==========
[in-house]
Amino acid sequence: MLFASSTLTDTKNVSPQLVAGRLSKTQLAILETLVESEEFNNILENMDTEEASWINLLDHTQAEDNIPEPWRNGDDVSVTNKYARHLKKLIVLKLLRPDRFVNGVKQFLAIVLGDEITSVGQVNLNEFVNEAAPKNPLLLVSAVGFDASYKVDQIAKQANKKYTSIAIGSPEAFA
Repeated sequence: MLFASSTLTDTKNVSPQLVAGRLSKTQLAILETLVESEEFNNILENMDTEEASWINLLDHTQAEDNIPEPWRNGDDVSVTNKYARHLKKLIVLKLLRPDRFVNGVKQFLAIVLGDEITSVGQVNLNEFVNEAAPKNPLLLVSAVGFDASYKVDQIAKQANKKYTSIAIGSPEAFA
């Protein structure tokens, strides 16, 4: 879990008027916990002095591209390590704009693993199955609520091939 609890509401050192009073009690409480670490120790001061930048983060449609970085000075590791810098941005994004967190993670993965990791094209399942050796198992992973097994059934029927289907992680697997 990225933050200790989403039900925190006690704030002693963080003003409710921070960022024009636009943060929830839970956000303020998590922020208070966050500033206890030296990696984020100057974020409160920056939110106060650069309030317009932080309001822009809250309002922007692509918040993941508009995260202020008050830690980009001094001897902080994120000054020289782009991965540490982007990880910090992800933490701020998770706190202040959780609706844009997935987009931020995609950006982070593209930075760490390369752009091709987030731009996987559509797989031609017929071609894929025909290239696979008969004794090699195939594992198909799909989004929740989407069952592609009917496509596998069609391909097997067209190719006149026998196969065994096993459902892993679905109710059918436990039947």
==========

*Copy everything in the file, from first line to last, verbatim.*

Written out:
[in-house]
Amino acid sequence: MLFASSTLTDTKNVSPQLVAGRLSKTQLAILETLVESEEFNNILENMDTEEASWINLLDHTQAEDNIPEPWRNGDDVSVTNKYARHLKKLIVLKLLRPDRFVNGVKQFLAIVLGDEITSVGQVNLNEFVNEAAPKNPLLLVSAVGFDASYKVDQIAKQANKKYTSIAIGSPEAFA
Repeated sequence: MLFASSTLTDTKNVSPQLVAGRLSKTQLAILETLVESEEFNNILENMDTEEASWINLLDHTQAEDNIPEPWRNGDDVSVTNKYARHLKKLIVLKLLRPDRFVNGVKQFLAIVLGDEITSVGQVNLNEFVNEAAPKNPLLLVSAVGFDASYKVDQIAKQANKKYTSIAIGSPEAFA
């Protein structure tokens, strides 16, 4: 879990008027916990002095591209390590704009693993199955609520091939 609890509401050192009073009690409480670490120790001061930048983060449609970085000075590791810098941005994004967190993670993965990791094209399942050796198992992973097994059934029927289907992680697997 990225933050200790989403039900925190006690704030002693963080003003409710921070960022024009636009943060929830839970956000303020998590922020208070966050500033206890030296990696984020100057974020409160920056939110106060650069309030317009932080309001822009809250309002922007692509918040993941508009995260202020008050830690980009001094001897902080994120000054020289782009991965540490982007990880910090992800933490701020998770706190202040959780609706844009997935987009931020995609950006982070593209930075760490390369752009091709987030731009996987559509797989031609017929071609894929025909290239696979008969004794090699195939594992198909799909989004929740989407069952592609009917496509596998069609391909097997067209190719006149026998196969065994096993459902892993679905109710059918436990039947």